Jones and Jenkins had assumed the responsibility of their respective commands within days of the battle of Cloyd's Mountain. From local departments to headquarters Confederate States, Richmond, there had long been discussions and disagreements as to which department was responsible for Saltville. From December 1862 to May 1864, the debate had yet to be settled. Jones, having defended the salt facilities to date, believed that the geography belonged to what was now his department, and in fairness to Jones, neighboring commands nor Richmond seemed to oppose him. Although Jones was in southwestern Virginia and believed that it was his territory to defend, there were telegrams implicating Jones as knowing that he was to assist Jenkins if necessary. Jones had sent his first telegram to his new department, informing it that he was to assist and move his cavalry brigade according to Breckinridge's instructions, which meant to assist Jenkins. A few weeks after the battle he stated that he had been cooperating with Jenkins (until his capture) in the defense of the department, according to Breckinridge's instructions. But Jones in fact never responded to Jenkins' requests nor made any effort to communicate with him.

Gen. Robert E. Lee, though it was a necessary move, remains partially to blame for the outcome because of his swift transfer of a large portion of the department to the Army of Northern Virginia just four days prior to the expected, imminent engagement. General Lee had initially received reliable intelligence in March of 1864 about Grant's soon planned invasion of southwestern Virginia's salt facilities, lead mines, and railroads, from a Confederate general whose near kin had heard about the plan merely be sitting at the dinner table with some of Grant's generals who had assisted in strategy talks for the pending attack.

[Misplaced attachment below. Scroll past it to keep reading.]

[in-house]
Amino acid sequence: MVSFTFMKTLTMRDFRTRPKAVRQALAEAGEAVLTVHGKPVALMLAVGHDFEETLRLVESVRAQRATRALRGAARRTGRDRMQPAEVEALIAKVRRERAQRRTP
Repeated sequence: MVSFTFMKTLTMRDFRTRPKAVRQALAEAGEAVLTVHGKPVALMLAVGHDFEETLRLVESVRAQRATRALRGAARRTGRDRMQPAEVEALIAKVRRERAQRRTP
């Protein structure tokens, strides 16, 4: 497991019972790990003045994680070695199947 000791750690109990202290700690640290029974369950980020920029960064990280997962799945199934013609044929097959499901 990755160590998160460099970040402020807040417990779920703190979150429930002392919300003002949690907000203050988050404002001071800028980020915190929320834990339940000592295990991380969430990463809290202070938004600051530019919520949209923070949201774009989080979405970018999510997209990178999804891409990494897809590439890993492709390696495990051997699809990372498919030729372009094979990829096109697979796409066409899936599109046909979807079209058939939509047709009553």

As a result of Cloyd's Mountain, the destruction of much railroad, and the relative ease to which the Union army collapsed the New River Bridge, Gen. Robert E. Lee wrote to Secretary of War James Seddon on May 25th, asking who has been commanding the department since the death of Jenkins. Was it John Hunt Morgan? Was it William E. Jones? The case is urgent, Lee continued. Mr. Secretary responded by saying that Gen. W. E. Jones had been in command since the absence of Breckinridge, but Seddon was incorrect.